VeZot Ha'Berachah -- Deuteronomy 33:1 – 34:12

facebook_coverdesign_vezothaberachahPlease note that Parashat VeZot Ha'Berachah is read during the Simchat Torah service, which will take place on Tuesday, October 25. This Saturday, October 22, is Shabbat Sukkot, during which we read a selection from Parashat Ki Tissa.

Rabbi Abraham Joshua Heschel (1907-1972) once remarked: "Zion is in ruins, Jerusalem lies in the dust. All week there is only hope of redemption. But when the Sabbath is entering the world, man is touched by a moment of actual redemption; as if for a moment the spirit of the Messiah moved over the face of the earth."

How is this redemption achieved? For Heschel, redemption takes place through time, not space. "Quality time" is what matters in our lives, and it is through the Jewish calendar that we "do Jewish," embodying Jewish life and identity.

It is precisely through the appointed times (or moadim) on the Jewish calendar that we are best able to define our Jewish lives. We do so by abiding in the sukkah and taking hold of the four species, as well as by participating in the thrice annual pilgrimage festivals to the Jerusalem Temple during Passover, the Feast of Weeks (Shavuot), and Booths (Sukkot).

And when we "Rejoice in the Torah" during Simchat Torah, we simultaneously conclude and begin anew the annual Torah-reading cycle. Firstly, we read the Torah section of Parashat VeZot Ha'Berachah, recounting the Mosaic blessing bestowed upon each of the twelve tribes of Israel before his death. Echoing Jacob's blessings to his twelve sons five generations earlier, Moses empowers each tribe with its individual role within the Israelite community.

What VeZot Ha'Berachah then relates is how Moses ascended Mount Nebo to its summit, taking a peek at the Promised Land without ever entering into it. Moses’ burial place to this day remains unknown and the Torah concludes by attesting that "never again did there arose a prophet in Israel like Moses, whom G-d knew face to face...and in all the mighty hand and the great, awesome things which Moses did before the eyes of all Israel."

As we conclude the annual reading of the Torah, it is important to remember that every moment is a sacred encounter in the making when we truly value the sacral power of time.

- Rabbi Aubrey Glazer

Artwork note: This week's artwork includes the symbols and colors of the two tribes of Israel that we know survive today (i.e., the tribes that became Jews). The colors and symbols are drawn from Bamidbar Rabbah, part of our rabbinic literature (midrashim). The stones of the choshen, or priestly breastplate, are depicted in white, black, and red here, and represent the Tribe of Levi. The lion depicted on a sky blue ground represents the Tribe of Judah. Illustration by Christopher Orev Reiger.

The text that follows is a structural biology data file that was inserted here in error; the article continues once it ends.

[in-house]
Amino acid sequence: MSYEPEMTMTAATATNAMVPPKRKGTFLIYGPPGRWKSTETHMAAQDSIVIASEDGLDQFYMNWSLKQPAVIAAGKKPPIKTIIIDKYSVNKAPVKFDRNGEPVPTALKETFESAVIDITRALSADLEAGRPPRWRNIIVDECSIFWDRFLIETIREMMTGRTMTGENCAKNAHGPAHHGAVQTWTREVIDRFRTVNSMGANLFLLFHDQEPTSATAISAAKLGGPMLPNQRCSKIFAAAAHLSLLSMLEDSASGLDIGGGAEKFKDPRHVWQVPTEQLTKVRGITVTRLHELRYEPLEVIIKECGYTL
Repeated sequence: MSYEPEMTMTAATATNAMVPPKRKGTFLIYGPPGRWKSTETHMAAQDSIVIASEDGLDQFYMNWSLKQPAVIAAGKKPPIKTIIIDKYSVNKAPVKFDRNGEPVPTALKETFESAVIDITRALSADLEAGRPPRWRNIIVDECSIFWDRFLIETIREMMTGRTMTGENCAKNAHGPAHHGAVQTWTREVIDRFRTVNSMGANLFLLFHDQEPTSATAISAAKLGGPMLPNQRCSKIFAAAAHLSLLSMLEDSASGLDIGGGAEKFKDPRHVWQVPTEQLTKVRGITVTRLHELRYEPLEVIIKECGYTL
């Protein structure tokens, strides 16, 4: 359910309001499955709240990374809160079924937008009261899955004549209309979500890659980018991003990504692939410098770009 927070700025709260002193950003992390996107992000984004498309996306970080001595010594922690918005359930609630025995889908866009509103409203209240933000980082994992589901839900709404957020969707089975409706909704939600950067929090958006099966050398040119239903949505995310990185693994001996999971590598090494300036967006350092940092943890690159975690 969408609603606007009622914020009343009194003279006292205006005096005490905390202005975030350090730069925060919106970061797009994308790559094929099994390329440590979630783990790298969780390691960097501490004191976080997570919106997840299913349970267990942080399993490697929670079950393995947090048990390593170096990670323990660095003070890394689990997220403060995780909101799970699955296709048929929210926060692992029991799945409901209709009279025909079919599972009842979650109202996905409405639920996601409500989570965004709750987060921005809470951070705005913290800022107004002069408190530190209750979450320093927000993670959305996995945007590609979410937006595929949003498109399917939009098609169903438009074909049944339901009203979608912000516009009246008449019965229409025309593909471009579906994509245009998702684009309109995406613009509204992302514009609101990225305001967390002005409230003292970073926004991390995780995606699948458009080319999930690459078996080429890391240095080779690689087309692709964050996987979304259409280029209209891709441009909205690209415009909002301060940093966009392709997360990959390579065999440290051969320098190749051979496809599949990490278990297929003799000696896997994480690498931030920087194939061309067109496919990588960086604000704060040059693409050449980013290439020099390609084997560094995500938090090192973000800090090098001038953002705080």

Kezayit: Moadim L'sim-wha?

What's this Kezayit thing? Read here.


MoadimLSimchaSome of our congregants were thrown off last week when Rabbi Glazer enthusiastically greeted them with "Moadim l'simcha!" Many community members looked confused -- "Moadim l'sim-wha?" -- and several asked for an explanation, which Rabbi Glazer happily provided.

In case you're still in the dark, though, we thought we'd share the explanation here. What's up with the greeting?

Literally translated, "moadim l'simcha" means "times for joy," but you can think of it as "happy holidays!" Yet this isn't a greeting that should be used for every Jewish holiday. Technically, it should be reserved for use during Pesach (Passover) and Sukkot; even then, it should only be used during the Chol HaMoed.

Chol HaMoed? Pesach and Sukkot both take place over multiple days. During Pesach in the Diaspora, the third through sixth days of the holiday (second through sixth in Israel), are called Chol HaMoed, which translates as the "weekdays [of] the festival." These days are regarded as the secular (or less holy) part of Pesach. Similarly, during Sukkot, the third through seventh days of the holiday (second through seventh in Israel) are also Chol HaMoed.

During both Pesach and Sukkot, then, it is most appropriate to greet fellow yidden with "Chag sameach!" ("Happy holiday!") during the beginning and end of the holidays (the first, second, seventh, and eighth days of Pesach, and the first, second, and eighth days of Sukkot) and "Moadim l'simcha!" during the intermediate days.

So there you have it! If you really want to show your Hebrew greeting chops, when someone greets you with "Moadim l'simcha!" during Sukkot, you should reply with "Chagim u’zmanim l’sasson!" This is a traditional response to the first greeting, and translates as "Holidays and times for celebration!"